Linked by Thom Holwerda on Thu 5th Mar 2009 13:27 UTC
Windows For Windows 7, Microsoft has made some changes to User Account Control to counter the criticism that UAC was too intrusive. It didn't take long before several holes were poked in Windows 7's default UAC settings, and now one is left to wonder: is it wise to sacrifice security for (perceived?) usability? Ars has an editorial that deals with this question.
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jabbotts
Member since:
2007-09-06

Far as I can see, winNT (distro) already has a graphic interface. Did you mean seporating the graphic and functional layers of most programs?

Back-slash vs forward slash is not a huge issue personally but I can understand how making it a second class citizen on the keyboard causes grief. My own issue is purely habbit, after so many hours at the server prompt, it's not surprising that my first Windows cli command path returns an error due to using the wrong slash key. (I also giggle every time "/h" brings up a list of Unix like command switches; see shutdown /h for example.)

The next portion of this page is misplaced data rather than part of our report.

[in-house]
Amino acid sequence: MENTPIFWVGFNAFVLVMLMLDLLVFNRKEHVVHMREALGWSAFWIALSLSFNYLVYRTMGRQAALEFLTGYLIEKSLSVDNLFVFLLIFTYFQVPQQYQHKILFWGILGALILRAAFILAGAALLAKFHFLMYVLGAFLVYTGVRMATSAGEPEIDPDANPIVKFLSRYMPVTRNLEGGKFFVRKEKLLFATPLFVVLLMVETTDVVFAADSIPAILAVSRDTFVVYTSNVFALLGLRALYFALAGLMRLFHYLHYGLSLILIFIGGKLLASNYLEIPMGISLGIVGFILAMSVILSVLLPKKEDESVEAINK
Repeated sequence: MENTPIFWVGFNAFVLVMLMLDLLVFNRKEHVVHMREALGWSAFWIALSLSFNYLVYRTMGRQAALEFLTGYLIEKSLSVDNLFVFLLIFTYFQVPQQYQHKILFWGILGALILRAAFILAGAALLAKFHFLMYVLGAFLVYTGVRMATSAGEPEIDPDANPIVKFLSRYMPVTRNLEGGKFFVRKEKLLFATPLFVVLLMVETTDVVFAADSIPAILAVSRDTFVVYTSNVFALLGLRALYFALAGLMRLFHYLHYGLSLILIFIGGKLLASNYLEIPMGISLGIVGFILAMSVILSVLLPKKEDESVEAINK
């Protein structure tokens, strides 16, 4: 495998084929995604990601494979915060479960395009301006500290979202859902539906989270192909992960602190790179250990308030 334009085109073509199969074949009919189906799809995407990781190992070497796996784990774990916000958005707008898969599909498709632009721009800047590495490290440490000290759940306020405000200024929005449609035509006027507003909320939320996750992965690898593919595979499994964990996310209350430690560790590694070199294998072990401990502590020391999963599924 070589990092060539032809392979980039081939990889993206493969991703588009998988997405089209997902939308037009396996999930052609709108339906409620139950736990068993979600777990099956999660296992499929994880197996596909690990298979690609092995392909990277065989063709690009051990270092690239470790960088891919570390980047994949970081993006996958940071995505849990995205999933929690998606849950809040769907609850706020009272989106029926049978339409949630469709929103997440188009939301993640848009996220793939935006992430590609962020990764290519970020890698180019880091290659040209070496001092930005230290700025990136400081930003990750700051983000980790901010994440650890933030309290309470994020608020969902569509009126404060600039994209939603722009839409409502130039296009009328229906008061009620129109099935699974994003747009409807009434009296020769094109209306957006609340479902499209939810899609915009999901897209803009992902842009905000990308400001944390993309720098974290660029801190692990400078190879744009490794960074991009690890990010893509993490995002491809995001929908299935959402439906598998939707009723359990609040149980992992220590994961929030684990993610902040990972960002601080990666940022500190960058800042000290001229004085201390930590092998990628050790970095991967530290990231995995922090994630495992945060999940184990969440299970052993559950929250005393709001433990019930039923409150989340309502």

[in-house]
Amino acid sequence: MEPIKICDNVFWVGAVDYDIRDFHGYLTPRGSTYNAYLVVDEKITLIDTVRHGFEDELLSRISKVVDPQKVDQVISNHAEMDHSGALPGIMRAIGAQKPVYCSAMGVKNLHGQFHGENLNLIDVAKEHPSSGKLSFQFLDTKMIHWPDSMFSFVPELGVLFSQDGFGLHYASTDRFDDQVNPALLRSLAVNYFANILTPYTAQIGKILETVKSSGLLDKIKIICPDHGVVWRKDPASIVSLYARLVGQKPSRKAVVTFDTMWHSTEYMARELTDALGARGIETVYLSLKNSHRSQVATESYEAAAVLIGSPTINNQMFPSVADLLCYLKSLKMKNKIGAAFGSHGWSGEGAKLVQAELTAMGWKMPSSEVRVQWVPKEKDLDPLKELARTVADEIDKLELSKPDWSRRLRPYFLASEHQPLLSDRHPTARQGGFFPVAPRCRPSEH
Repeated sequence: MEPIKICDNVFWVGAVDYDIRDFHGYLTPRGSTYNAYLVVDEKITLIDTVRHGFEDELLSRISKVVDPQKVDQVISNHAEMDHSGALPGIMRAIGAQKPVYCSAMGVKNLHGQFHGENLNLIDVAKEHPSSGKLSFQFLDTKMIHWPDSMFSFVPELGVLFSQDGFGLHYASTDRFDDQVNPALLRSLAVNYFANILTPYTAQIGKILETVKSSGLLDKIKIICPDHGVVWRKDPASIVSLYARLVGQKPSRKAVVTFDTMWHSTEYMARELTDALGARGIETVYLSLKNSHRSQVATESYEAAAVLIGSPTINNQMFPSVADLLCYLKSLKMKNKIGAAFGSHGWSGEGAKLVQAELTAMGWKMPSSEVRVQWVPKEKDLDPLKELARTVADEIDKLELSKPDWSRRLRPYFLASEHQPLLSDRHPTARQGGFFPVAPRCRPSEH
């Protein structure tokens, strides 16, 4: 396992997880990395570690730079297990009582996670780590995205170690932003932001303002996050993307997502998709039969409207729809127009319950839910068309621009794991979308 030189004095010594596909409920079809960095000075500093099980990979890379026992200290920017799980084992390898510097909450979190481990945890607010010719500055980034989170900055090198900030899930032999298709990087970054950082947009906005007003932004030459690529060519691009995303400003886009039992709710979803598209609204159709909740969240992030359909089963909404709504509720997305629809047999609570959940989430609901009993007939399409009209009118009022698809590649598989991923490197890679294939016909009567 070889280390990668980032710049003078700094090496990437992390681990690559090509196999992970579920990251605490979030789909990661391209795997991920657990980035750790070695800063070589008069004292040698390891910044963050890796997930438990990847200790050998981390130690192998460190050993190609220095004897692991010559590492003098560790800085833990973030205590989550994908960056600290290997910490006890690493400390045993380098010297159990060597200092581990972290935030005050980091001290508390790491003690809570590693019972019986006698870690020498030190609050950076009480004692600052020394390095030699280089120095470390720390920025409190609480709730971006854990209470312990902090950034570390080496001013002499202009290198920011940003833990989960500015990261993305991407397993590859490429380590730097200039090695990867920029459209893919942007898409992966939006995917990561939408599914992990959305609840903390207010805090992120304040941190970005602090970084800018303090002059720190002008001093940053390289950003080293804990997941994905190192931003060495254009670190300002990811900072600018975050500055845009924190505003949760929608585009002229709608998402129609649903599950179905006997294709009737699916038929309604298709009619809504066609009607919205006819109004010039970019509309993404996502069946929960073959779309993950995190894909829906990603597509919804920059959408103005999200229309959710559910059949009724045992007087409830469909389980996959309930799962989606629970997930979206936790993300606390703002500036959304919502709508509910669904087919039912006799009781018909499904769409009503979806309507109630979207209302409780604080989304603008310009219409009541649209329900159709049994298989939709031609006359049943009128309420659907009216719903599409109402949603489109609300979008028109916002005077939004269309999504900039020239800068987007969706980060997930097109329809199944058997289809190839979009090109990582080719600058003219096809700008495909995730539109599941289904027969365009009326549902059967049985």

winNT (kernel) if as discussed in the article could be far better implemented by fixing the userland around it.

I make enough noise about specifying distributions rather than "Linux" as a blanket term. I'm equally willing to look at winNT-kernel separate from winNT-distribution.

Now, if Microsoft can fix it's corporate culture and allow the developer tallent they've collected to actually be talented; win8 could be very much worth a look. (I think it may be too late for some of the "design decisions" in win7.)

Reply Parent Score: 1

google_ninja Member since:
2006-02-05

Microsoft is between a rock and a hard place. The rock is that their security systems need to be enforced more then they are, the hard place is the billions of dollars customers have invested in the platform in terms of legacy software that relies on them not being enforced.

As of windows XP, nothing at all should have ever been writing to anyting but HKEY_CURRENT_USER in the registry, and nowhere on the disc except for AppData in the user folder. If it is a corporate app designed for NT, it should never have had any excuse to do that.

Reply Parent Score: 4